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# Impulse-Momentum

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```									Impulse-Momentum

January 6, 2009
Newton’s 3rd law
• Equal and opposite forces – what does this
mean?
– 4 conceptual questions
3rd law demos
• Tug of war
• Tug of war on roller skates
Momentum
• Momentum: mass in motion

• p = mv
• Momentum: mass in motion

• p = mv

• Change momentum by exerting a force over a
period of time (impulse)
Impulse-Momentum
• Impulse = Ft
• Impulse = m∆v
Examples of Impulse-Momentum
• Determine the direction of the impulse
– Cart on a track
– Projectile motion
– Circular Motion
• Determine the direction of momentum change
– Cart on a track
– Projectile motion
– Circular Motion
Impulse-Momentum
• Impulse and momentum change are the same
thing!!!
• Impulse is always in the same direction as the
force (so is momentum change)
– Impulse is a vector (it has direction)
• If I drop two identical balls from the same
height, which will exert the larger force on the
ground: the one that bounces or the one that
does not bounce? Why?
• Impulse = F*t

• Impulse = m∆v
Rank the impulse from most positive to most negative (negative
numbers are smaller than positive)

10 m/s    20 m/s       20 m/s    20 m/s        30 m/s      20 m/s

10 m/s    0 m/s        10 m/s    -10 m/s       -10 m/s   -20 m/s
Rank the change in momentum from most positive to most negative
(negative numbers are smaller than positive)

10 m/s         20 m/s       20 m/s     20 m/s         30 m/s      20 m/s

10 m/s        0 m/s         10 m/s     -10 m/s        -10 m/s   -20 m/s
Rank the following situations in order
of greatest to least momentum change
V = 2m/s          V = 4m/s
C
A

V = -2m/s          V = -4m/s

V = 2m/s           V = 4m/s

B
D

V =0               V=0
Rank the following situations in order of
greatest to least impulse
V = 2m/s         V = 4m/s
C
A

V = -2m/s       V = -4m/s

V = 2m/s        V = 4m/s

B
D

V =0            V=0
Impulse Investigation
• A cart holding a force sensor is pulled from rest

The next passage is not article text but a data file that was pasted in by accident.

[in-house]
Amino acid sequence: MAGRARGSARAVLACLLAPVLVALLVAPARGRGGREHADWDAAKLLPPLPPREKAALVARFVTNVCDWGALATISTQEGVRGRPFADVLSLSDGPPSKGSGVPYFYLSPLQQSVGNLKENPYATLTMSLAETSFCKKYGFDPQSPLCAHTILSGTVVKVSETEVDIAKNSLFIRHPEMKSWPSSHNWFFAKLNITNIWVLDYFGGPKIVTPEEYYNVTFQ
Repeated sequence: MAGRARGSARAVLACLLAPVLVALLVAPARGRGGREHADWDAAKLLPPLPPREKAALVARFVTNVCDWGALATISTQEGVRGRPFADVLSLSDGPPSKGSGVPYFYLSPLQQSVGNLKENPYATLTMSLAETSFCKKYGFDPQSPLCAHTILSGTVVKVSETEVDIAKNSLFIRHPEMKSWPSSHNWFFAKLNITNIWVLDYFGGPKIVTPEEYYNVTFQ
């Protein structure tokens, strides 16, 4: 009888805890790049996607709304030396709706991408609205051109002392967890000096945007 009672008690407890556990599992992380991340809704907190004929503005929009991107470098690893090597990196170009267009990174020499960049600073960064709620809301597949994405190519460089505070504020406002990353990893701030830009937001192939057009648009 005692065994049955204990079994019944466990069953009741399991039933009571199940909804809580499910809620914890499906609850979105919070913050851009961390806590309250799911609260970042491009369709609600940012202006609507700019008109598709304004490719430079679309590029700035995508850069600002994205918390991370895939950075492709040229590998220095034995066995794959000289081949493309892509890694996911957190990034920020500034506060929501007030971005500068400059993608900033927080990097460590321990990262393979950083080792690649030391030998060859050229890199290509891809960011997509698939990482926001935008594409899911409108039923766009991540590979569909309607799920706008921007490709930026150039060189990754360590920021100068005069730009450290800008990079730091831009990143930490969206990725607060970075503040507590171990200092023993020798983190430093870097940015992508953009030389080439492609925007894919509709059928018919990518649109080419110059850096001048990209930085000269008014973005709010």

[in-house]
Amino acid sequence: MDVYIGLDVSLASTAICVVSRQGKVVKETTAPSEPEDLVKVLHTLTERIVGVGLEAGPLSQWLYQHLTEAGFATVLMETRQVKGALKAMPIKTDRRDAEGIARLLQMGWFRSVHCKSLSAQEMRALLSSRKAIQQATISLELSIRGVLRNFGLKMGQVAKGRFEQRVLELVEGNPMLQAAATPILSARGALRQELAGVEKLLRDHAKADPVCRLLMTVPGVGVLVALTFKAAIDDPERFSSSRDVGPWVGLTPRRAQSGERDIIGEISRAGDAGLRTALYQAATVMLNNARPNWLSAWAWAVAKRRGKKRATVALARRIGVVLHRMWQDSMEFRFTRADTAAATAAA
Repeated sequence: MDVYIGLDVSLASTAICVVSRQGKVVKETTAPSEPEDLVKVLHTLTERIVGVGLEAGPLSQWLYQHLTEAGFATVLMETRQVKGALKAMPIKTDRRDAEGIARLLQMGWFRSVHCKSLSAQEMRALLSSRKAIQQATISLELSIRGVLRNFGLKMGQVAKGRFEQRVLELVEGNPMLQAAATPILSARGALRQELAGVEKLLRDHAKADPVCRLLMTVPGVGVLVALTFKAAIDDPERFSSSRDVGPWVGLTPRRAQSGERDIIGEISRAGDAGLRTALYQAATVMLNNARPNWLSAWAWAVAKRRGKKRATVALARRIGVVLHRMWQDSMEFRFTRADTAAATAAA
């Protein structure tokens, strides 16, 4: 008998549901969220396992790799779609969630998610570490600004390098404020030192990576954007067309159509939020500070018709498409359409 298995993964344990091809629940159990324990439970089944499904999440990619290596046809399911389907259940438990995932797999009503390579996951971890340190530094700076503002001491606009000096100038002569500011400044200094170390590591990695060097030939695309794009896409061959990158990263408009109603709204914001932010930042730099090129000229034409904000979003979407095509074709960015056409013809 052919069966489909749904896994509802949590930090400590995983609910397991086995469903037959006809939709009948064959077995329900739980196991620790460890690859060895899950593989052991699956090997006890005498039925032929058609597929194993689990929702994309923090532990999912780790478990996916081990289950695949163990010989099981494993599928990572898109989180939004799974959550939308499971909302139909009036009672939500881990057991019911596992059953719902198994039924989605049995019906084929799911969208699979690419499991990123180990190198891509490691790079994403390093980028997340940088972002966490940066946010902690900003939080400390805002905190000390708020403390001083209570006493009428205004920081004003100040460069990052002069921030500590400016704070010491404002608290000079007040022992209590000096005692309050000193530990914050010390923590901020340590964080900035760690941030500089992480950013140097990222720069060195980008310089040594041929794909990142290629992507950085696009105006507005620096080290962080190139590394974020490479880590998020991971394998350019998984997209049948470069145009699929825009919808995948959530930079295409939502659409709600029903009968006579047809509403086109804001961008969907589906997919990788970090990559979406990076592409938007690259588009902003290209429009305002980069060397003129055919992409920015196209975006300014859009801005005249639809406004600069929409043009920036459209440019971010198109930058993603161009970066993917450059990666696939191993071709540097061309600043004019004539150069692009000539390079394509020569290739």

across a frictionless surface.
– If we want to determine the impulse the person will
experience, what measurements should we take?
What equation will you use?
Impulse Investigation
• A person holding a force sensor is pulled from
rest across a frictionless surface.
– If we want to determine the impulse the person will
experience, what measurements should we take?
What equation will you use?
– Is there more than one answer to the previous
question?
Force-time Graphs
• Jumping on a force plate
Two methods of determining impulse
• Force Sensor – area under curve
• Motion sensor – m∆v
Impulse from Multiple Forces
• Ex – book sitting on a table
Impulse from multiple forces
• A man weighing 800 N gets in an elevator. As
the elevator is accelerating upward, the scale
– Draw a FBD of the man
– Determine the net impulse he experiences during
the first 2 seconds of motion.
– How fast is the man moving after 2 seconds?
Conservation of momentum
• Equal and opposite impulses (just like equal
and opposite forces)

• Yesterday’s collision simulation
Calculating final velocity (inelastic
collisions)

mava + mbvb = (ma + mb) v’
Example
• A car with a mass of .5 kg and a velocity of .5
m/s collides with a car of mass 1 kg and
velocity -.25 m/s. Determine the final velocity
of the carts after they collide, assuming they
stick together after the collision.
Thursday, January 14
• Conservation of momentum principles
What do you think will happen to
the speed of the cart when a mass
is dropped on top of it?
Conservation of momentum
• http://www.physicsclassroom.com/mmedia/
momentum/cbb.cfm
• http://www.physicsclassroom.com/mmedia/
momentum/fcb.cfm
• http://www.physicsclassroom.com/mmedia/
momentum/creti.cfm
“reverse” collisions
• When you shoot a gun, why does it “recoil”?
Explain using the law of conservation of
momentum.
Hint:
• When objects START together and separate
(shooting a gun, throwing a baseball, pushing
off from someone on ice skates) simply flip
the conservation of momentum equation

(ma + mb) v = mava + mbvb
Practice
• A 15-kg medicine ball is thrown at a velocity of
20 m/s to a 60-kg person who is at rest on ice.
The person catches the ball and subsequently
slides with the ball across the ice. Determine
the velocity of the person and the ball after
the collision.
• Suppose that you have joined NASA and are
enjoying your first space walk. You are outside
the space shuttle when your fellow astronaut
of approximately equal mass is moving
towards you at 2 m/s (with respect to the
shuttle). If she collides with you and holds
onto you, then how fast (with respect to the
shuttle do you both move after the collision?
• http://www.physicsclassroom.com/mmedia/
momentum/ast.cfm
Tomorrow’s lab
• Predict what velocity-time graphs will look like
for:
– Two cars pushed toward each other, sticking
together after the collision
– Two carts pushed toward each other, bouncing off
of each other after the collision
– One cart initially at rest, while the other is pushed
toward it. The carts stick together.
– One cart initially at rest, while the other is pushed
toward it. The carts bounce off of one another.
Tuesday, January 19, 2010
• TEST tomorrow!
• Go over last week’s homework
• On the test:
– Impulse (m∆v, Ft, change in momentum)
– Direction of impulse = direction of force
– Force-time graphs
– Conservation of momentum
Describing the motion….
“reverse” collisions (explosions)
• You are standing at rest on a frictionless sheet
of ice. You throw a .25-kg baseball forward at
a speed of 18 m/s. If you have a mass of 55
kg, at what speed (and in what direction) are
you moving after you throw the baseball?

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